The arrival of the approximately 300 Spanish journalists and cameraperson's to Greece for the funeral of former King Constantine II of Greece was not just a chance phenomenon.
Reports that former King of Spain Juan Carlos I, who now lives in self-imposed exile in an Arab Peninsula country following financial and extramarital scandals, will go to Greece for the funeral acted as a thunderbolt for Spanish media that are known for closely covering the royal family.
Ceremonia de sepelio del Rey Constantino de Grecia en el cementerio familiar de Tatoi.
— Casa de S.M. el Rey (@CasaReal) January 16, 2023
The fact that Juan Carlos has isolated himself from the Spanish family and that both his son, now King Felipe VI of Spain, and his wife, Queen Sofía, have been keeping their distance from him for several years was the reason that so many Spanish journalists were in Greece.
Many believed that their reunion at the funeral would at least be awkward as communication between the family has been disrupted for more than five years.
The news of the former king's arrival at the funeral – who could not miss it since the former Greek royal family had close relations with him when he ascended the throne – reportedly even made royal family officials uncomfortable.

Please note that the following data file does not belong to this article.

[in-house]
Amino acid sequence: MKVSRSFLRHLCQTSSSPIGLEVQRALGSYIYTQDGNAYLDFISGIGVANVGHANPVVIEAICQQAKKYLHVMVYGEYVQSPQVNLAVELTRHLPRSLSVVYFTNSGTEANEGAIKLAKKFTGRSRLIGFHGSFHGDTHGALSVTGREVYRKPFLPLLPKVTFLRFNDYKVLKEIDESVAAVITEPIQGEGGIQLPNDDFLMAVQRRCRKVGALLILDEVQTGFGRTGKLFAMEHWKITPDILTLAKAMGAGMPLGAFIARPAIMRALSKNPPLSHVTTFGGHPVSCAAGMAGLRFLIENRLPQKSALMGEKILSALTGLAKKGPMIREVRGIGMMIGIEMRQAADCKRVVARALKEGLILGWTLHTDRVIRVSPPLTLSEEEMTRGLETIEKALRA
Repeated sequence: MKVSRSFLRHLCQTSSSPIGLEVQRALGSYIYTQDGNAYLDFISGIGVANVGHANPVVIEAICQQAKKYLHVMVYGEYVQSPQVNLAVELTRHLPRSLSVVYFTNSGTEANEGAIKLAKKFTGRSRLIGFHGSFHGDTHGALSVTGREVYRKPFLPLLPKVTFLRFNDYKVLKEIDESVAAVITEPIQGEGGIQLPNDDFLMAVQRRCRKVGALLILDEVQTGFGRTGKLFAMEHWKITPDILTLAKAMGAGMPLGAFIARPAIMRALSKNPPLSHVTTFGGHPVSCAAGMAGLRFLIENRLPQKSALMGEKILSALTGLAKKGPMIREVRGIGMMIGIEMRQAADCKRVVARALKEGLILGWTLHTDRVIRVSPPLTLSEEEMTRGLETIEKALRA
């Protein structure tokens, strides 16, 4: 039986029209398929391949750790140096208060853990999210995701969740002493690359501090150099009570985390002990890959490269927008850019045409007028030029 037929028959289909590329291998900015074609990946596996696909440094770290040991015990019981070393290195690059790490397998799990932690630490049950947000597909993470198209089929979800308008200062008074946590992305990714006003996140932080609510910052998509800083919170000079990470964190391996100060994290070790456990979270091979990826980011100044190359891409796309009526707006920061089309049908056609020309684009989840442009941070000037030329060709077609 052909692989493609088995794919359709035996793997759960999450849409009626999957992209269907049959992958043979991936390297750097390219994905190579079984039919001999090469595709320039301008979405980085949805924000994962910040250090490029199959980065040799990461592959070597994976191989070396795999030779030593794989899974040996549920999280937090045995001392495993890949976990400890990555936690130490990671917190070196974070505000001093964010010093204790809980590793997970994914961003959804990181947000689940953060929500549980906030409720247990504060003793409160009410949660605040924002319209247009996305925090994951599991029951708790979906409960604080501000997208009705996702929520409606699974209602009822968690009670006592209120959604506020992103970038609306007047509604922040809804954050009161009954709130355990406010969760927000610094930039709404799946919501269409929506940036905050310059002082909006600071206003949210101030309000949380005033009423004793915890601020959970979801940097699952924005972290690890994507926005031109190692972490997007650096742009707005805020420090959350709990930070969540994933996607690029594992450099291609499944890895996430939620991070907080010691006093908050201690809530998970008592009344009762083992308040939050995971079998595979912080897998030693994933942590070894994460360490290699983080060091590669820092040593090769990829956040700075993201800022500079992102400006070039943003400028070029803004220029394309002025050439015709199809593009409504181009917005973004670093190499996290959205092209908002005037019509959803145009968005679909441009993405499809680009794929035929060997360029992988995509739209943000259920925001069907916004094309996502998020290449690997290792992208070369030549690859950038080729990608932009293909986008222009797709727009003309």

How will they exchange conversations? What will happen when Sofia and Juan Carlos meet? What will he say after so many years to his children?
These were the questions asked in the Spanish media.
Queen Sofía, wanting to rise to the occasion and under the shadow of the scandals that govern the great royal houses of Europe (such as the one facing the United Kingdom), accepted not only to send a wreath together with him, but to also be accompanied by him in the funeral procession.
In fact, conveying the message that the family is united, experiencing the heavy mourning for her brother, she urged her son Felipe to help his father, who is facing serious health problems, both in his movement within the Metropolitan Cathedral of Athens and within the premises of Tatoi.
The olive branch had gone out the day before when Juan Carlos was instructed to lodge at the St George Lycabettus Lifestyle Hotel in Athens, where according to Proto Thema, both Sofía and their daughters have been staying for a few days.
However, at Sunday's dinner, Sofía and Juan Carlos sat side by side, putting an end to the discord between them.
Many in Spain now comment that "undoubtedly the death of Constantine brought the former royal couple of Spain together..."
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